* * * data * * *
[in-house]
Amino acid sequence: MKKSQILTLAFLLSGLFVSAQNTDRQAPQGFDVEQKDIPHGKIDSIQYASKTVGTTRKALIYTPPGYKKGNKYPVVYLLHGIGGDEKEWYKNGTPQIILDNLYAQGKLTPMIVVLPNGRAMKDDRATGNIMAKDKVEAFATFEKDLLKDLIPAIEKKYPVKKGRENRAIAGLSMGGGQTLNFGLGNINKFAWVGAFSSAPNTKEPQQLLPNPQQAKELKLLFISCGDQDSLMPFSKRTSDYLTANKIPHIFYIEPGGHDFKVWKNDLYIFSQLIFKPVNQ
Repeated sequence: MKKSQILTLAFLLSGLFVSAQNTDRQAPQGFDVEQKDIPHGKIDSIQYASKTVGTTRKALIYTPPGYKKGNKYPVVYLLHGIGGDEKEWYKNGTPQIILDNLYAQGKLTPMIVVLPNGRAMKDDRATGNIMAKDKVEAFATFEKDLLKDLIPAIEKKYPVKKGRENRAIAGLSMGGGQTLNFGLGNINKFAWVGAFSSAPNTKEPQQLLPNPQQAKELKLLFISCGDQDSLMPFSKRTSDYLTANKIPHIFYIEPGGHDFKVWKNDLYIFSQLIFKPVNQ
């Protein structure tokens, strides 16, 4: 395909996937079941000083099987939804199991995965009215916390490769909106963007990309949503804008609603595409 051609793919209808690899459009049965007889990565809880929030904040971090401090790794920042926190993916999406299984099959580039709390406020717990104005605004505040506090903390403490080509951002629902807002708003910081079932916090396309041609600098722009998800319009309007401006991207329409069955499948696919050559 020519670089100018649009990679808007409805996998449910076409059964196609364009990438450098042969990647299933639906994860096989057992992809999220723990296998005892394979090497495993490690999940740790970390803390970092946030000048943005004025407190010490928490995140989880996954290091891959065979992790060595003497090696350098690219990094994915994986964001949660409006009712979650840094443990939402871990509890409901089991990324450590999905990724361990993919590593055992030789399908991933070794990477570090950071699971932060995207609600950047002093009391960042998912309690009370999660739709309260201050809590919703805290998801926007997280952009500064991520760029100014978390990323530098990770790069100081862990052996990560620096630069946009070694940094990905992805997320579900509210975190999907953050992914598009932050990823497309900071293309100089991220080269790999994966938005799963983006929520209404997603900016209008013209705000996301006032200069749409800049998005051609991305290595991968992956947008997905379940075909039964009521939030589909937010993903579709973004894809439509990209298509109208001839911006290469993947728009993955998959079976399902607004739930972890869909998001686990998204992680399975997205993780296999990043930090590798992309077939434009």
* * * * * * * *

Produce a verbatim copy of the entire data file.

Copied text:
[in-house]
Amino acid sequence: MKKSQILTLAFLLSGLFVSAQNTDRQAPQGFDVEQKDIPHGKIDSIQYASKTVGTTRKALIYTPPGYKKGNKYPVVYLLHGIGGDEKEWYKNGTPQIILDNLYAQGKLTPMIVVLPNGRAMKDDRATGNIMAKDKVEAFATFEKDLLKDLIPAIEKKYPVKKGRENRAIAGLSMGGGQTLNFGLGNINKFAWVGAFSSAPNTKEPQQLLPNPQQAKELKLLFISCGDQDSLMPFSKRTSDYLTANKIPHIFYIEPGGHDFKVWKNDLYIFSQLIFKPVNQ
Repeated sequence: MKKSQILTLAFLLSGLFVSAQNTDRQAPQGFDVEQKDIPHGKIDSIQYASKTVGTTRKALIYTPPGYKKGNKYPVVYLLHGIGGDEKEWYKNGTPQIILDNLYAQGKLTPMIVVLPNGRAMKDDRATGNIMAKDKVEAFATFEKDLLKDLIPAIEKKYPVKKGRENRAIAGLSMGGGQTLNFGLGNINKFAWVGAFSSAPNTKEPQQLLPNPQQAKELKLLFISCGDQDSLMPFSKRTSDYLTANKIPHIFYIEPGGHDFKVWKNDLYIFSQLIFKPVNQ
């Protein structure tokens, strides 16, 4: 395909996937079941000083099987939804199991995965009215916390490769909106963007990309949503804008609603595409 051609793919209808690899459009049965007889990565809880929030904040971090401090790794920042926190993916999406299984099959580039709390406020717990104005605004505040506090903390403490080509951002629902807002708003910081079932916090396309041609600098722009998800319009309007401006991207329409069955499948696919050559 020519670089100018649009990679808007409805996998449910076409059964196609364009990438450098042969990647299933639906994860096989057992992809999220723990296998005892394979090497495993490690999940740790970390803390970092946030000048943005004025407190010490928490995140989880996954290091891959065979992790060595003497090696350098690219990094994915994986964001949660409006009712979650840094443990939402871990509890409901089991990324450590999905990724361990993919590593055992030789399908991933070794990477570090950071699971932060995207609600950047002093009391960042998912309690009370999660739709309260201050809590919703805290998801926007997280952009500064991520760029100014978390990323530098990770790069100081862990052996990560620096630069946009070694940094990905992805997320579900509210975190999907953050992914598009932050990823497309900071293309100089991220080269790999994966938005799963983006929520209404997603900016209008013209705000996301006032200069749409800049998005051609991305290595991968992956947008997905379940075909039964009521939030589909937010993903579709973004894809439509990209298509109208001839911006290469993947728009993955998959079976399902607004739930972890869909998001686990998204992680399975997205993780296999990043930090590798992309077939434009």